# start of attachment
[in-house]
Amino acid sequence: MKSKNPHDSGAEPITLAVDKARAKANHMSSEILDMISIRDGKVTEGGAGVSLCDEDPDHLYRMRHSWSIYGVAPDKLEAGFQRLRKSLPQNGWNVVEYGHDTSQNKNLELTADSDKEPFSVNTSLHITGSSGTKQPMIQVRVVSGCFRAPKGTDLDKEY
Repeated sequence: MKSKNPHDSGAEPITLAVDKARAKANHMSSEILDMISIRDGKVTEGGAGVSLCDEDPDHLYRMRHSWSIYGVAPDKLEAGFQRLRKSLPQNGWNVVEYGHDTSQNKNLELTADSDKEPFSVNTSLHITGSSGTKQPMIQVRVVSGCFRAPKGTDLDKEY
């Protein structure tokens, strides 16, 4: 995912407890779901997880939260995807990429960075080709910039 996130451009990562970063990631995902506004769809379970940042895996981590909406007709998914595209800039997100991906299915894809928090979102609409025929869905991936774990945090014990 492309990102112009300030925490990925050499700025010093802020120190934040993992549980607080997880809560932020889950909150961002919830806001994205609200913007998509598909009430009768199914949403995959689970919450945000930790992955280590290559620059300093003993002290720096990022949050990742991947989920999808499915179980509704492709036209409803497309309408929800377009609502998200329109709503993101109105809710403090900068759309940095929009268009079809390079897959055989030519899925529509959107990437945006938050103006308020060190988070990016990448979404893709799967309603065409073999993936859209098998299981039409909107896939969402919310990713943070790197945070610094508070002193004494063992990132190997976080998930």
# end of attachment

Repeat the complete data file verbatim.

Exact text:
[in-house]
Amino acid sequence: MKSKNPHDSGAEPITLAVDKARAKANHMSSEILDMISIRDGKVTEGGAGVSLCDEDPDHLYRMRHSWSIYGVAPDKLEAGFQRLRKSLPQNGWNVVEYGHDTSQNKNLELTADSDKEPFSVNTSLHITGSSGTKQPMIQVRVVSGCFRAPKGTDLDKEY
Repeated sequence: MKSKNPHDSGAEPITLAVDKARAKANHMSSEILDMISIRDGKVTEGGAGVSLCDEDPDHLYRMRHSWSIYGVAPDKLEAGFQRLRKSLPQNGWNVVEYGHDTSQNKNLELTADSDKEPFSVNTSLHITGSSGTKQPMIQVRVVSGCFRAPKGTDLDKEY
């Protein structure tokens, strides 16, 4: 995912407890779901997880939260995807990429960075080709910039 996130451009990562970063990631995902506004769809379970940042895996981590909406007709998914595209800039997100991906299915894809928090979102609409025929869905991936774990945090014990 492309990102112009300030925490990925050499700025010093802020120190934040993992549980607080997880809560932020889950909150961002919830806001994205609200913007998509598909009430009768199914949403995959689970919450945000930790992955280590290559620059300093003993002290720096990022949050990742991947989920999808499915179980509704492709036209409803497309309408929800377009609502998200329109709503993101109105809710403090900068759309940095929009268009079809390079897959055989030519899925529509959107990437945006938050103006308020060190988070990016990448979404893709799967309603065409073999993936859209098998299981039409909107896939969402919310990713943070790197945070610094508070002193004494063992990132190997976080998930």